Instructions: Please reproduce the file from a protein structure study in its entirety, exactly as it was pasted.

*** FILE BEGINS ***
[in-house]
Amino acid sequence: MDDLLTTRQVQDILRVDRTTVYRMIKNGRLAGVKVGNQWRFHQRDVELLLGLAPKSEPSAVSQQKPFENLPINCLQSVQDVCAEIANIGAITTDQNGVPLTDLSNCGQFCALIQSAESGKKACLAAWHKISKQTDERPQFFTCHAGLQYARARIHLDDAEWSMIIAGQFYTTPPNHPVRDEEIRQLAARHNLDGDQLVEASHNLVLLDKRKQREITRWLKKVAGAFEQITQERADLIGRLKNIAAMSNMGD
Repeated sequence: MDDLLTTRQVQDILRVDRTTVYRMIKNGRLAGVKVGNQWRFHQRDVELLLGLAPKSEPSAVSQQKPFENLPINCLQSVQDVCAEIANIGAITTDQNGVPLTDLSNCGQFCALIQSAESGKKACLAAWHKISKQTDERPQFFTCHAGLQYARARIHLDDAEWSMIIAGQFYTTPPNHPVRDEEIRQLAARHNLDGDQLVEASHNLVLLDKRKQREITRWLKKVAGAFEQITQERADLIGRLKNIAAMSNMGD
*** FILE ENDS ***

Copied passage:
[in-house]
Amino acid sequence: MDDLLTTRQVQDILRVDRTTVYRMIKNGRLAGVKVGNQWRFHQRDVELLLGLAPKSEPSAVSQQKPFENLPINCLQSVQDVCAEIANIGAITTDQNGVPLTDLSNCGQFCALIQSAESGKKACLAAWHKISKQTDERPQFFTCHAGLQYARARIHLDDAEWSMIIAGQFYTTPPNHPVRDEEIRQLAARHNLDGDQLVEASHNLVLLDKRKQREITRWLKKVAGAFEQITQERADLIGRLKNIAAMSNMGD
Repeated sequence: MDDLLTTRQVQDILRVDRTTVYRMIKNGRLAGVKVGNQWRFHQRDVELLLGLAPKSEPSAVSQQKPFENLPINCLQSVQDVCAEIANIGAITTDQNGVPLTDLSNCGQFCALIQSAESGKKACLAAWHKISKQTDERPQFFTCHAGLQYARARIHLDDAEWSMIIAGQFYTTPPNHPVRDEEIRQLAARHNLDGDQLVEASHNLVLLDKRKQREITRWLKKVAGAFEQITQERADLIGRLKNIAAMSNMGD